Happiness Academy Screen 4 articles

Happiness Academy


Happiness Academy Poster
  • The grade overstates my actual enjoyment of the film, but this is one of those experiments that caught naive lil' me offguard, and so I feel I must give it credit for that. What appeared to be a rather wan story about a middle-aged woman overcoming her skpeticism and finding a new beginning at a bizarre French cult retreat turned out to be... well, just that. But (surprise!) it's a fiction / documentary hybrid.

  • There's nothing new or particularly appealing about yet another fabricated storyline about women out to find romantic love and failing miserably because they seem to have too much baggage. A better alternative would have been for the film to blend its calculated narrative into the documentary realism more smoothly to the point where we weren't quite sure who was acting and who was simply emoting without giving credence to a recognizable plot.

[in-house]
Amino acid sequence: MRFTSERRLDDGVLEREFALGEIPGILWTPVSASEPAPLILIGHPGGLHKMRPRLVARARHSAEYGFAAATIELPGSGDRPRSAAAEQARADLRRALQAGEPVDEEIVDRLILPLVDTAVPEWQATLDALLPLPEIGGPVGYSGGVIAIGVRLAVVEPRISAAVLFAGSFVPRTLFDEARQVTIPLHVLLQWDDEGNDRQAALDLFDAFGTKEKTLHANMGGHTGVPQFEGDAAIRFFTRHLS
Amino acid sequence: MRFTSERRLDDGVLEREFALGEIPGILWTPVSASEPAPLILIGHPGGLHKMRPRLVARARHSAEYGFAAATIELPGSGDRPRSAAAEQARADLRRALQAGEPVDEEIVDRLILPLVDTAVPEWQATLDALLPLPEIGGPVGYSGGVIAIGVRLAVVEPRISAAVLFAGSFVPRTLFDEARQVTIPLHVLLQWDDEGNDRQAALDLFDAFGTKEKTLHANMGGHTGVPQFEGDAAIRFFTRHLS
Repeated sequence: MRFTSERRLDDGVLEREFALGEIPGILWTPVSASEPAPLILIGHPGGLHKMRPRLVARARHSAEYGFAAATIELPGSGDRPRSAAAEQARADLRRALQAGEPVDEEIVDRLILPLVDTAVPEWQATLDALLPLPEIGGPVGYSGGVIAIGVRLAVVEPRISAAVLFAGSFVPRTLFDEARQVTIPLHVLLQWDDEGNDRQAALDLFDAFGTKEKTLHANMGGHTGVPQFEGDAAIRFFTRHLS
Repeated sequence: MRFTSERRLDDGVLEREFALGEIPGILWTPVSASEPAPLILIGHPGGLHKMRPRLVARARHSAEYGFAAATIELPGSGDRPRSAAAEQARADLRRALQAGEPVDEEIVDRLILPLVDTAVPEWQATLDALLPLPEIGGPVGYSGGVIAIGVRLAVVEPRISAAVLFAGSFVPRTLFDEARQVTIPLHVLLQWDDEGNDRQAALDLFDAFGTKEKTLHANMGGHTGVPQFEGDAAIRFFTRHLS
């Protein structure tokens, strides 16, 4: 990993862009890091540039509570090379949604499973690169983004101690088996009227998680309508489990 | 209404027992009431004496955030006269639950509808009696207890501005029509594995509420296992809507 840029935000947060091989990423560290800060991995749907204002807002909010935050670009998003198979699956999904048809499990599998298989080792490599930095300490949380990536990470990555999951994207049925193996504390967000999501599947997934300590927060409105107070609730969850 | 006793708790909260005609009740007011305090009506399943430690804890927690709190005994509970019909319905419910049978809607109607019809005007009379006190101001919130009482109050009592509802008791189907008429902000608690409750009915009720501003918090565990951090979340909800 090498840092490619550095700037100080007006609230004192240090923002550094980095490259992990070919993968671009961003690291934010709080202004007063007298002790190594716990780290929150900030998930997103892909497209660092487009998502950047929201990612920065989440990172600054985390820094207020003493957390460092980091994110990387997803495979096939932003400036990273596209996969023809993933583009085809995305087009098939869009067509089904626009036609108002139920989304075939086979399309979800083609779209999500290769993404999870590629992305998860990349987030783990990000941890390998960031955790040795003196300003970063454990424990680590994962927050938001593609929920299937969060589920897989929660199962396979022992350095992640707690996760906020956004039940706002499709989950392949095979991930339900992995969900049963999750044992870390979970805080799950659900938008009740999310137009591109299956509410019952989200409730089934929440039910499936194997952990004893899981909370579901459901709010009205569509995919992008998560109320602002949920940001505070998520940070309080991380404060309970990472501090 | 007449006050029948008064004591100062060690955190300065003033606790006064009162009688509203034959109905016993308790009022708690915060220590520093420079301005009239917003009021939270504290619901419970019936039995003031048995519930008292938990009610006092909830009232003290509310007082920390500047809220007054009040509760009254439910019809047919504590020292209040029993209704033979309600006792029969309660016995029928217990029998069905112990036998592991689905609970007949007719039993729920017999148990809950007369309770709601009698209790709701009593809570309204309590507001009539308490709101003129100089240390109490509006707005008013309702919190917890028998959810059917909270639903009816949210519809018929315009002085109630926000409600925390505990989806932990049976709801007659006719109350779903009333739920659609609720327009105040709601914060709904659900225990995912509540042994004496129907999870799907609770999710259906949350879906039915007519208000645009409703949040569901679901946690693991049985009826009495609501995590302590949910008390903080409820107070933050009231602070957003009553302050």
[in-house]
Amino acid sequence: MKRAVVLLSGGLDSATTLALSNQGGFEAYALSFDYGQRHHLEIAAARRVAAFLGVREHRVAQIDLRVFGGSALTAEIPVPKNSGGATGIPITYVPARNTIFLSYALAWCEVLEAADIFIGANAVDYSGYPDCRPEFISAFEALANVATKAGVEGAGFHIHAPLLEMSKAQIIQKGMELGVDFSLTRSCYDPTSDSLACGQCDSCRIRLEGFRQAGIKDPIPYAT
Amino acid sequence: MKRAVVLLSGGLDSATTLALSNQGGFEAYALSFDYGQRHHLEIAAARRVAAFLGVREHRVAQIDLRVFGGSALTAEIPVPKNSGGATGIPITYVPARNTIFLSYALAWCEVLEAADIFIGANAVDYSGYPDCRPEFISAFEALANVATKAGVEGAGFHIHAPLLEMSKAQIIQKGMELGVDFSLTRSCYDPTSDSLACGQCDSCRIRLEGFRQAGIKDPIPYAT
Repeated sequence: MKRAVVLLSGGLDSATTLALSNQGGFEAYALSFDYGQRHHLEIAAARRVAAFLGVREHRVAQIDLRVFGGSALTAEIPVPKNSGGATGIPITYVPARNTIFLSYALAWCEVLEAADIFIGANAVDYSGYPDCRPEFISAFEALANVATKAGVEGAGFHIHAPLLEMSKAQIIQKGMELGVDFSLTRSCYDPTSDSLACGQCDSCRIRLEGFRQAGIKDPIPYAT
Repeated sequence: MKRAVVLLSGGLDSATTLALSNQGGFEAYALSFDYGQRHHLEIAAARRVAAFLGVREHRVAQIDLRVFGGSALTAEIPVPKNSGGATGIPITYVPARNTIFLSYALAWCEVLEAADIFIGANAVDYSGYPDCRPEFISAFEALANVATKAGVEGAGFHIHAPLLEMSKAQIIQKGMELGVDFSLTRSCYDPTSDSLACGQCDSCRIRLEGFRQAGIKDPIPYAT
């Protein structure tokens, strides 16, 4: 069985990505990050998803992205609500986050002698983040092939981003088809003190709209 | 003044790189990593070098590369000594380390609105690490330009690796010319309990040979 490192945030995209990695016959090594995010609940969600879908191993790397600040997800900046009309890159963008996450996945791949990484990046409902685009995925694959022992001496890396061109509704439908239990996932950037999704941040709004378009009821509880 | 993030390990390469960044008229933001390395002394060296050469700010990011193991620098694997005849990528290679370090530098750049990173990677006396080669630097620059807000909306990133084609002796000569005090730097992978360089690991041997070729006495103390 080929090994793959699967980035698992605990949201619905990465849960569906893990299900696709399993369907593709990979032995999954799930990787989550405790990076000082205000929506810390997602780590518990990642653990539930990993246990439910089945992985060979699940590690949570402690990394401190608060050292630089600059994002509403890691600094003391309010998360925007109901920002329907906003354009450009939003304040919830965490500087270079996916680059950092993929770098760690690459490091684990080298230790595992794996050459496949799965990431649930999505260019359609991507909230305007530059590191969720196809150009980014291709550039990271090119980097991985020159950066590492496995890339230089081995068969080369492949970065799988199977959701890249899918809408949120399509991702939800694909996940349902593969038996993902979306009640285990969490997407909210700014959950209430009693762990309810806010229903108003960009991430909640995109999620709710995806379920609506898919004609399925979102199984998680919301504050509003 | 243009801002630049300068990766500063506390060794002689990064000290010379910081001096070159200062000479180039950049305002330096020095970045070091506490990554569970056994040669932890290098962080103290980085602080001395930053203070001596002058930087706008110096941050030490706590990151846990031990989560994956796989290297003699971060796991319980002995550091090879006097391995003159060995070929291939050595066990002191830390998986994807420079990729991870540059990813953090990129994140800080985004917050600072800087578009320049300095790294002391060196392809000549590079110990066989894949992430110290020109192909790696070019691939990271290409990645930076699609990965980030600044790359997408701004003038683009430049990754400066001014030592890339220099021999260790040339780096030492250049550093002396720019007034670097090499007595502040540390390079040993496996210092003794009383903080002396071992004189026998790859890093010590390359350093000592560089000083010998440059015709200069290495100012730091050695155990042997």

• Fake profundity is the arguably point and from this too-light satire emerges something sincere: the fictitious love triangle bit proves sneakily affecting, much more so than what look to be real-life pronouncements/re-declarations of love between Raelian couples, perhaps prompted (or inspired) by a workshop—proving if nothing else the power of narrative. Happiness University catches you off guard, proving that small joys are to be found in the strangest of places—or films.

  • The directors coyly avoid answering the questions they stir up: Who are these people? What’s up with E. T.? You have to do some online sleuthing to learn that the setting is a retreat for the Raëlian Movement, an actual group that believes aliens created humans. The New Directors website claims that the movie mixes fiction with documentary. (A few actors play roles.) Yet shooting in real locations with nonperformers doesn’t make this nonfiction, although here it does make for a glib amusement.

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